Hans Wilsdorf considered several options before arriving at his decision by chance one day. As he recounted in a speech delivered on 2 July 1958, on the occasion of the 50th anniversary of the brand: “I tried combining the letters of the alphabet in every possible way.

This gave me hundreds of names, but none of them felt quite right. One morning, while riding on the upper deck of a horsedrawn omnibus along Cheapside in the City of London, a genie whispered ‘Rolex’ in my ear.” A few days later the “Rolex” trademark was filed and officially registered in Switzerland. In 1913 the “Rolex” brand was registered internationally. Today it is registered worldwide. Few individuals can be said to have been both of their time and ahead of their time. And yet, Hans Wilsdorf, founder of Rolex and visionary par excellence, was precisely that. This rare and timeless mix epitomizes both the man and the brand he created. The prodigious and prolific innovator, who died in 1960, left an invaluable legacy to watchmaking in general and to Rolex in particular.
Today, it is impossible to imagine a world where the wristwatch is not common currency. Yet, that was the case in 1905. Hans Wilsdorf, only 24, “convinced of its enormous potential in a sports-minded country… like Great Britain”, was determined to create a wristwatch as robust and reliable as the pervasive pocket watch, then the order of the day. No easy task. Precision had yet to be perfected in a case of such minuscule proportions, as he distinctly reminds us: “At that period, the wristlet watch was… an object of derision. Watchmakers all over the world remained sceptical as to its possibilities and believed this new-fangled object was bound [for] failure.”

It was especially Hans Wilsdorf’s unbridled daring and determination that led to the development of the ubiquitous wristwatch and catapulted the Rolex brand to the distinguished position it has occupied for over a century.
As early as 1914, in a letter from a body of lifelong and lively correspondence, the resolute Hans Wilsdorf proclaimed: “We want to be the first… and the Rolex watch should be regarded as the one and only, the best!” A crystal ball could not have been any clearer.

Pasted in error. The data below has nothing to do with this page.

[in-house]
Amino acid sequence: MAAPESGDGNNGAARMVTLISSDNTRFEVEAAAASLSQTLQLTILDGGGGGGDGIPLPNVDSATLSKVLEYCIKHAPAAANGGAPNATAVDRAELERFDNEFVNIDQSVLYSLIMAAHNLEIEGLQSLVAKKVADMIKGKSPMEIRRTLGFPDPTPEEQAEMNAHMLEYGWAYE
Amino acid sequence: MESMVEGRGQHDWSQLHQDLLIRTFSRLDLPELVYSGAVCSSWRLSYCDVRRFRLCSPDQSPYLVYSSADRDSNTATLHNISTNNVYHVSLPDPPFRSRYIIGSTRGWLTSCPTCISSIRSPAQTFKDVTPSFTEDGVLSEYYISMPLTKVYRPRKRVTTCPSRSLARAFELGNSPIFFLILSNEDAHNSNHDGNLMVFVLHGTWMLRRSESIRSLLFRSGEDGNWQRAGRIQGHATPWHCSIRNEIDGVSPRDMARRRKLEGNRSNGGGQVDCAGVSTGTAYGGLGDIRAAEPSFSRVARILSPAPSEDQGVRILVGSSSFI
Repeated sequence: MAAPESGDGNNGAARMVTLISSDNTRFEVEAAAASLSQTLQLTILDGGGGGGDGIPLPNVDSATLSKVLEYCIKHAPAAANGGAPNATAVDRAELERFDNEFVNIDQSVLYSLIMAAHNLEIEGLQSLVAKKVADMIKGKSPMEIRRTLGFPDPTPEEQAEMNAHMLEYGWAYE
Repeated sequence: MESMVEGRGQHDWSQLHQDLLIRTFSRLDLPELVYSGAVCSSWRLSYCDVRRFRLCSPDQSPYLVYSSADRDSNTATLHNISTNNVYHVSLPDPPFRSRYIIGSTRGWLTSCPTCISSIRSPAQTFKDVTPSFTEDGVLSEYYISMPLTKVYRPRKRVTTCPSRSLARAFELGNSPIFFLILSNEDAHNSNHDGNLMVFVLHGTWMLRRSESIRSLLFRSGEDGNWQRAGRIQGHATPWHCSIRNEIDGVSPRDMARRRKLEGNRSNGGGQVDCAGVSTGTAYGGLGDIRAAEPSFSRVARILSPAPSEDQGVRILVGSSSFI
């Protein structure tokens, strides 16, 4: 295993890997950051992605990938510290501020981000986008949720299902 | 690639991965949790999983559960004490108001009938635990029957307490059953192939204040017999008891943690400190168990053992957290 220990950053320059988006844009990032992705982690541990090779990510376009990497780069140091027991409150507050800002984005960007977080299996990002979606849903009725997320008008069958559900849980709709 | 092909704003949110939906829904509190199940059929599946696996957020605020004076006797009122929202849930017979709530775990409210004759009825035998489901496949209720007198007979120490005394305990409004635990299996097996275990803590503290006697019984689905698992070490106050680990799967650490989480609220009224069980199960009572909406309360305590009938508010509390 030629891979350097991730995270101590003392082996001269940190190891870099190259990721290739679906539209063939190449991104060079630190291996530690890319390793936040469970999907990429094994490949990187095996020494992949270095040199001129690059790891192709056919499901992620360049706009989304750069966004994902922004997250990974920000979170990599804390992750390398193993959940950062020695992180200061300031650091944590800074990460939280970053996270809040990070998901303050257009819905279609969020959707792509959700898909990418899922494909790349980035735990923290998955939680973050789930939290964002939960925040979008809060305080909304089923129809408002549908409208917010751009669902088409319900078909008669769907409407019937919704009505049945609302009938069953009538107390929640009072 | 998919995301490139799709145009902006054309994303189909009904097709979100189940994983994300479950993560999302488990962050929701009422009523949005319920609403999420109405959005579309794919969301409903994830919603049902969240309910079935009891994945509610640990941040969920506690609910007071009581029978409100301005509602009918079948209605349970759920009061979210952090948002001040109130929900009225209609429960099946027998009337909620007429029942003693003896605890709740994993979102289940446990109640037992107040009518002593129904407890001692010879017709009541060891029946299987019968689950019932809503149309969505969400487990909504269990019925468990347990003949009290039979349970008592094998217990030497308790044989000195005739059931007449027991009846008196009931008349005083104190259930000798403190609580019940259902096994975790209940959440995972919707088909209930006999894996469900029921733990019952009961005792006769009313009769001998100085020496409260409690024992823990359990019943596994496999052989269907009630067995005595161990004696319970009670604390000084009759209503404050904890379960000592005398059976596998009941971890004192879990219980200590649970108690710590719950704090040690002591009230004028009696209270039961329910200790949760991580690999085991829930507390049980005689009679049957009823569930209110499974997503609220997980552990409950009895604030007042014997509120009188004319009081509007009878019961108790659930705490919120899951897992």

Indeed, not only did Hans Wilsdorf shape our perception of the wristwatch per se, its place, its purpose and its potential. He also made Rolex the ultimate reference in fine watchmaking, by consistently upholding the immutable values that defy time. Quality, passion and excellence. To this day, that very spirit, fired as much by dedication and perseverance as by foresight and imagination, permeates every Rolex workshop, every research laboratory, every department, confirming what Wilsdorf knew, in his heart of hearts, to be true from the very start: “Originality and quality [must be] our slogan for the future in every country. Every [Rolex] watch must be an ambassador of quality.”

Hans Wilsdorf’s uncanny ability to take the pulse and set the pace of his times, respond with incomparable deftness and reactivity, and anticipate customers’ evolving needs translated into an unprecedented number of firsts for the brand and for the industry. From chronometer certification to the Oyster, the world’s first waterproof wristwatch, from the Perpetual rotor to the Professional watch models. “Rolex must continuously strive to think and act differently from the rest. Therein lies my greatest strength,” wrote Hans Wilsdorf.
That non-stop spirit of enterprise and innovation extended to every conceivable domain, from intellectual property – and the wisdom of coining, registering and protecting, as early as 1908, a resonant brand name such as Rolex – to avant-garde marketing, communication and testimonial advertising strategies, light years ahead of their time.

By adhering tenaciously to the traditional values he held dear, ever vigilant in the present and continuously imagining the future, Hans Wilsdorf created a truly timeless brand, at once classic and contemporary, and found a virtually magical formula for perpetuity, the very alchemy of the Rolex brand. At 70 plus, Hans Wilsdorf displayed the same unflagging spirit of his early years: “I am over 75 years old. However, I am still full of enthusiasm for the watchmaking cause, to which I regularly contribute fresh ideas.”

No doubt, Hans Wilsdorf’s resounding message to us today would be the selfsame message of yesteryear: “Step boldly. Success demands courage and iron will.” But, above all, “produce nothing but beautiful work.”

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